"Iran, and what's now Iraq, are the kind of areas where this sort of colouring comes in. This is a technique that comes from elsewhere, and therefore it tells us something about this period, when China is unprecedentedly open to the rest of Asia as part of this huge empire of the Mongols, which stretches all the way from the Pacific almost to the Mediterranean. Certainly the openness to the rest of Asia is what brings about things like blue-and-white, and it probably had an impact on forms of literature. So from the point of view of cultural forms coming into being, the Yuan period is extraordinarily important."

We're told that the vases were purpose-made to be offered as donations at a temple, and that the name of their donor is Zhang Wenjin, who describes himself with great solemnity as a disciple of the holy gods. It gives his home town, Shuncheng in what is now Jiangxi province, a few hundred miles south-west of Shanghai. He was offering these two grand vases along with an incense-burner - the three would have formed a typical set for an altar. The incense-burner has been lost, or at least has not yet been found. ...

Foreign rulers, the Mongols; foreign materials, Muslim blue; and foreign markets, Iran and Iraq; all played an essential part in the creation of what to many outside China is still the most Chinese of objects, blue-and-white porcelain. Soon these ceramics were being exported from China in very large quantities, to Japan and south-east Asia, across the Indian Ocean to Africa and the Middle East. And far beyond that. Here's author Jenny Uglow:

"Then it comes to Europe, and the Dutch adapt it to their life, and so it comes to Britain, and we adapt it to the forms of jugs we like, the plates we love, and so on. It becomes translated, it's like a wonderful language which is perpetually translated to the culture where it's arriving and is loved. People say it's a very, sort of, elemental thing: it's blue and white, it's the blue sky and the white clouds, or the blue sea and the white sand. And behavioral psychologists who've looked at the way people react to colour say that blue and white is seen as immensely serene and relaxing. But I think also it has to do with the great long history - you know, a thousand years of history - and the way that the blue-and-white designs themselves seem to be mysterious and 'other' and have their own stories as well. It's a combination of colour appeal and historical appeal."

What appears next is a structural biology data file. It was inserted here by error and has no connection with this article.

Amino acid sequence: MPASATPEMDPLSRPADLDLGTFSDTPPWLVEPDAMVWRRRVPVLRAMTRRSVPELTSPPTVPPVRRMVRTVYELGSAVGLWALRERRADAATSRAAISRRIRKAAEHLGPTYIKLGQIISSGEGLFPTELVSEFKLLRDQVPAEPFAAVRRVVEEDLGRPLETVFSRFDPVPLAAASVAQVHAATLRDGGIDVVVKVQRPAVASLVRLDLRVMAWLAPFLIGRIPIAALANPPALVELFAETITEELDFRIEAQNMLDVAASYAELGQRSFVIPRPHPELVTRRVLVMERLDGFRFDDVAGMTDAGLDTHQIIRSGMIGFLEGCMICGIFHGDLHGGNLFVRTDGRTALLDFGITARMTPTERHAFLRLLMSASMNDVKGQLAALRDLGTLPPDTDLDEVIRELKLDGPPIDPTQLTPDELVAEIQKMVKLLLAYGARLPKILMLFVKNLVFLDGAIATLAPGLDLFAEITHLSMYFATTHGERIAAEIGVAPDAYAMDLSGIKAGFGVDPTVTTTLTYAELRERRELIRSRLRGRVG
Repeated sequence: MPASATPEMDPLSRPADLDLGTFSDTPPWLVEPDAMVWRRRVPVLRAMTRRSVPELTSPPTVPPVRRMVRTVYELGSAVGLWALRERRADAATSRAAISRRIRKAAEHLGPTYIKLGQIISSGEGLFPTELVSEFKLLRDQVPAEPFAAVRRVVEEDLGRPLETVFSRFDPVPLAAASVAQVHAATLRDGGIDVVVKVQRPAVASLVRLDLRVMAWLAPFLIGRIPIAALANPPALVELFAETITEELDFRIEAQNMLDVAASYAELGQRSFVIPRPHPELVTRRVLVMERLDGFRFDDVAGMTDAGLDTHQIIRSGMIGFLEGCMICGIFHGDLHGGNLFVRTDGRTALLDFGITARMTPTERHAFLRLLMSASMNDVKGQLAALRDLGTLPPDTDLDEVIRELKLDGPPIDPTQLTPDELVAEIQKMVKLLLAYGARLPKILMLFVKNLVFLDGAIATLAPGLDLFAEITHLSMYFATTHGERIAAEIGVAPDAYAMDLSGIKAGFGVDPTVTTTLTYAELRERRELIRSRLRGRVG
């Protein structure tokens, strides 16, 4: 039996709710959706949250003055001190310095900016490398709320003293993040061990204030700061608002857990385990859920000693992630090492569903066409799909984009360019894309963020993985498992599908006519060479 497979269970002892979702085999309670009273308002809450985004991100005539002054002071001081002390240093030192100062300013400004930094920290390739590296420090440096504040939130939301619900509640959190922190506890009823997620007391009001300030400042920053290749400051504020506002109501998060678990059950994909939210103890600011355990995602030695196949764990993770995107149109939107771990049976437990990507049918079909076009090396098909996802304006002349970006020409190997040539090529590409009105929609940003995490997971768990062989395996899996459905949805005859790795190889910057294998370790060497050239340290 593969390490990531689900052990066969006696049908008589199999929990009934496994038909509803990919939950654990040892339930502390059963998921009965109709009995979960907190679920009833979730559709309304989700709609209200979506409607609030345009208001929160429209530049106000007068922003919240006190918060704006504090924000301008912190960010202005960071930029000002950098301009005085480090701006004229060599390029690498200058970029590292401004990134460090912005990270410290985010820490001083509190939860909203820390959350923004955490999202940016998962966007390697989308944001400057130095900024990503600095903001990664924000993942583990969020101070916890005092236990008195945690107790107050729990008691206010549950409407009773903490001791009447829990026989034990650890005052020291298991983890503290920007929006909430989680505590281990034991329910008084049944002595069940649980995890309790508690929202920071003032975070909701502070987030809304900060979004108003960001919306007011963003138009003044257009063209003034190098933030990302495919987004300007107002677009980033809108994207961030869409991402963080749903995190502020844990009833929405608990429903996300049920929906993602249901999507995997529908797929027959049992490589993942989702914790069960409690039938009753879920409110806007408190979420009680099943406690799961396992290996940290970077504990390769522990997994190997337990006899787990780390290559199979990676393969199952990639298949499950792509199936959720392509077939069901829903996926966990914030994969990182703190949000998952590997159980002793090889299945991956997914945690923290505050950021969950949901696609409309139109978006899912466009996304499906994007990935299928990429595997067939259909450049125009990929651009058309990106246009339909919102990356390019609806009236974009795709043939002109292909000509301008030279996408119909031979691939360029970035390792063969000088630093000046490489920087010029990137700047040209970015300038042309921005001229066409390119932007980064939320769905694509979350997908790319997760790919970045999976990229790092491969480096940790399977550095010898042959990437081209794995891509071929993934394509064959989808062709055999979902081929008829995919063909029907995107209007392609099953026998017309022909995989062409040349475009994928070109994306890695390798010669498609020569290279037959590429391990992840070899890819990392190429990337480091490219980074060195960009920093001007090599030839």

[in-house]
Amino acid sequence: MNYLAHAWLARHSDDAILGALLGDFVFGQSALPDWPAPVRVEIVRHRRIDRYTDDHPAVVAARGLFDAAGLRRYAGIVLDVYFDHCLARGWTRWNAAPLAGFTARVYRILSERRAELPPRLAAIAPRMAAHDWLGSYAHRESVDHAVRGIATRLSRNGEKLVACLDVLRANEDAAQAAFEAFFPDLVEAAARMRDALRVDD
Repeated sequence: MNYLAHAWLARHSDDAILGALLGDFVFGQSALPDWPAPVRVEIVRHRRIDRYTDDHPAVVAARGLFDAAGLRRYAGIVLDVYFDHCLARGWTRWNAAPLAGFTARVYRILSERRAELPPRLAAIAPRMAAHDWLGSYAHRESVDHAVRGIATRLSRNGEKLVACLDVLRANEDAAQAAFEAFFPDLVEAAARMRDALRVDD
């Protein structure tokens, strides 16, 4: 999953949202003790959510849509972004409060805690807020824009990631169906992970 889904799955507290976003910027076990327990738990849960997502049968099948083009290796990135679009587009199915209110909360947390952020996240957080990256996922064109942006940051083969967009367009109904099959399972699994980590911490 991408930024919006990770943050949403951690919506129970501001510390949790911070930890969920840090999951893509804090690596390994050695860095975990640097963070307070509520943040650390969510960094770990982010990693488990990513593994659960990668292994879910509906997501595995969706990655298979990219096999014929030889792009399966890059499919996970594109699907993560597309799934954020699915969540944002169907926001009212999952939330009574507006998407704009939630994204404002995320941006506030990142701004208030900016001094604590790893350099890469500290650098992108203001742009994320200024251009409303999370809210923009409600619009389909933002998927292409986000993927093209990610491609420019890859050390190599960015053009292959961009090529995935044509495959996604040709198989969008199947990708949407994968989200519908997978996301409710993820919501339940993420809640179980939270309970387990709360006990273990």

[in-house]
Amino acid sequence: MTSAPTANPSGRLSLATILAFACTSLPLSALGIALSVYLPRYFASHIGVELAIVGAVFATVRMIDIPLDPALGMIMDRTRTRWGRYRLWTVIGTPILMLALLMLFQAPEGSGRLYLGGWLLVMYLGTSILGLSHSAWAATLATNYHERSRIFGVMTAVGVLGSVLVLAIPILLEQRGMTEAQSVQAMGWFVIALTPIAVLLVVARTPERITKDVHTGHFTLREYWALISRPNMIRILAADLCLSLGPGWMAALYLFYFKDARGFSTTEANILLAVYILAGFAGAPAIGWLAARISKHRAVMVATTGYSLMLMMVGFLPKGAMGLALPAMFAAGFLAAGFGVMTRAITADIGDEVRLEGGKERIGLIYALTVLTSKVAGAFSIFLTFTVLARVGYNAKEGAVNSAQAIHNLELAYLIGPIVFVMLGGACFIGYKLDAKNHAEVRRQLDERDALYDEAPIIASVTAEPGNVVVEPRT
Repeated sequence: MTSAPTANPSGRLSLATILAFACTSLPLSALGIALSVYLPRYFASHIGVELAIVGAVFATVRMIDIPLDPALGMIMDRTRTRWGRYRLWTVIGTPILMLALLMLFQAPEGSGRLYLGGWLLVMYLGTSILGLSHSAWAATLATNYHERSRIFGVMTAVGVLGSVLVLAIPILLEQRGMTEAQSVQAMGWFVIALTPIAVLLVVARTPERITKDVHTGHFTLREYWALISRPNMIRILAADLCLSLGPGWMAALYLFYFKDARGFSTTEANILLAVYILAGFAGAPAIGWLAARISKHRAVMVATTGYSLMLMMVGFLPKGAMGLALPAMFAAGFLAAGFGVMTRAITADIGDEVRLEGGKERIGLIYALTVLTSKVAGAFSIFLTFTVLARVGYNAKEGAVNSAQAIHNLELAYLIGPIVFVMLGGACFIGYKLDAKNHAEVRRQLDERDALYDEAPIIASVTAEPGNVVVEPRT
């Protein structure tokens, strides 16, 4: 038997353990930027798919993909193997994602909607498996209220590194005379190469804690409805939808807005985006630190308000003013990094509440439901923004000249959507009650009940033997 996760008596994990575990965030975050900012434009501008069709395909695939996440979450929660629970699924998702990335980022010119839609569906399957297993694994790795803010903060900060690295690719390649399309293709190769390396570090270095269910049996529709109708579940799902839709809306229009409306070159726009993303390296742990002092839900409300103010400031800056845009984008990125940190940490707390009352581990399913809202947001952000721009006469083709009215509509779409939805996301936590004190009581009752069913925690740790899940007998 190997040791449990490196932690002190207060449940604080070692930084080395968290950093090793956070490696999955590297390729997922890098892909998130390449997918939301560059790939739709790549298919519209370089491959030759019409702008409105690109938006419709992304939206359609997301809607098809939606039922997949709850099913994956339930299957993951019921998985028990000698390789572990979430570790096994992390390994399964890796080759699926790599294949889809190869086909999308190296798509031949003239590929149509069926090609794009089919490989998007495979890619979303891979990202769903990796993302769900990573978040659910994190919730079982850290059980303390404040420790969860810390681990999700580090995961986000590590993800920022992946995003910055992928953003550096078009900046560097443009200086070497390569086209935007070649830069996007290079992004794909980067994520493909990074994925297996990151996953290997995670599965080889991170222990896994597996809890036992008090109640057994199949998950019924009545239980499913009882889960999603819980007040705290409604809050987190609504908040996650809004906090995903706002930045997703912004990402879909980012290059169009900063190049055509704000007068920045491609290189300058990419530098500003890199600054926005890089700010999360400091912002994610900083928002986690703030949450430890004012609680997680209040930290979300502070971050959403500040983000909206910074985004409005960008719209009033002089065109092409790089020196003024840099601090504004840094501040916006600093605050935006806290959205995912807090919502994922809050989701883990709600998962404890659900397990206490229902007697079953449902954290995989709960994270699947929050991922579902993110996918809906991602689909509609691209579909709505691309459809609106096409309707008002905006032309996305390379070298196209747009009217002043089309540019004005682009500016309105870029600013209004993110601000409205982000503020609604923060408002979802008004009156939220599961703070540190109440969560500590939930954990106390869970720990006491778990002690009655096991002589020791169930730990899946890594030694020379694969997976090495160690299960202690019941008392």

So, eventually, centuries after its creation in Muslim Iran, and its transformation in Mongol China, blue-and-white arrived in Europe and triumphed. Willow-pattern, the style that many people think of when blue-and-white is mentioned, was invented in England in the 1790s by Thomas Minton, and it was as much a fantasy view of China as Coleridge's poem. It was an instant success, and Coleridge may indeed even have been drinking his tea out of a willow-pattern cup as he emerged from his opium dream.

Blue-and-white porcelain was the first truly global luxury product, and one that could be infinitely adapted to suit all local tastes. The David Vases, the earliest dateable blue-and-white, were made as offerings to the gods; in the next programme we're with another high-status object, also used as a means of connecting with the supernatural... it's a ritual throne from the Caribbean.